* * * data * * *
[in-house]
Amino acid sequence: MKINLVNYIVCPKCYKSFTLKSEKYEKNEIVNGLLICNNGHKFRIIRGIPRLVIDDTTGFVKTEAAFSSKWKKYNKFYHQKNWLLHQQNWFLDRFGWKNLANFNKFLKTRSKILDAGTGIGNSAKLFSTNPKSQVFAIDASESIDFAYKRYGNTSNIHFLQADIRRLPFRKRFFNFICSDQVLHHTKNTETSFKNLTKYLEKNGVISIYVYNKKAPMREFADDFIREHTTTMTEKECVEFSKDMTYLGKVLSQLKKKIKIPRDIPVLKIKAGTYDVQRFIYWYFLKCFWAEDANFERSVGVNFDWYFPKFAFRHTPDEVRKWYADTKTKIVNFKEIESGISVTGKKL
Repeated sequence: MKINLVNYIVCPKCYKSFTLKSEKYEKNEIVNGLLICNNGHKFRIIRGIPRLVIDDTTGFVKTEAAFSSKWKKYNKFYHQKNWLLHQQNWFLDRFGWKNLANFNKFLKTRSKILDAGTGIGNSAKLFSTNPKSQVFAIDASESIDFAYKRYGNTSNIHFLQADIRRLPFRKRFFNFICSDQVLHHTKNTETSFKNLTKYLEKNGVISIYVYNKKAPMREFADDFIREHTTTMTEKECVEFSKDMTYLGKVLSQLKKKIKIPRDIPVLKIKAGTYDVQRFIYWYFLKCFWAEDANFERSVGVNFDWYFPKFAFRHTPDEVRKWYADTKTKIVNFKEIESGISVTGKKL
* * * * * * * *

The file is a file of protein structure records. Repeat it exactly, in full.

[in-house]
Amino acid sequence: MKINLVNYIVCPKCYKSFTLKSEKYEKNEIVNGLLICNNGHKFRIIRGIPRLVIDDTTGFVKTEAAFSSKWKKYNKFYHQKNWLLHQQNWFLDRFGWKNLANFNKFLKTRSKILDAGTGIGNSAKLFSTNPKSQVFAIDASESIDFAYKRYGNTSNIHFLQADIRRLPFRKRFFNFICSDQVLHHTKNTETSFKNLTKYLEKNGVISIYVYNKKAPMREFADDFIREHTTTMTEKECVEFSKDMTYLGKVLSQLKKKIKIPRDIPVLKIKAGTYDVQRFIYWYFLKCFWAEDANFERSVGVNFDWYFPKFAFRHTPDEVRKWYADTKTKIVNFKEIESGISVTGKKL
Repeated sequence: MKINLVNYIVCPKCYKSFTLKSEKYEKNEIVNGLLICNNGHKFRIIRGIPRLVIDDTTGFVKTEAAFSSKWKKYNKFYHQKNWLLHQQNWFLDRFGWKNLANFNKFLKTRSKILDAGTGIGNSAKLFSTNPKSQVFAIDASESIDFAYKRYGNTSNIHFLQADIRRLPFRKRFFNFICSDQVLHHTKNTETSFKNLTKYLEKNGVISIYVYNKKAPMREFADDFIREHTTTMTEKECVEFSKDMTYLGKVLSQLKKKIKIPRDIPVLKIKAGTYDVQRFIYWYFLKCFWAEDANFERSVGVNFDWYFPKFAFRHTPDEVRKWYADTKTKIVNFKEIESGISVTGKKL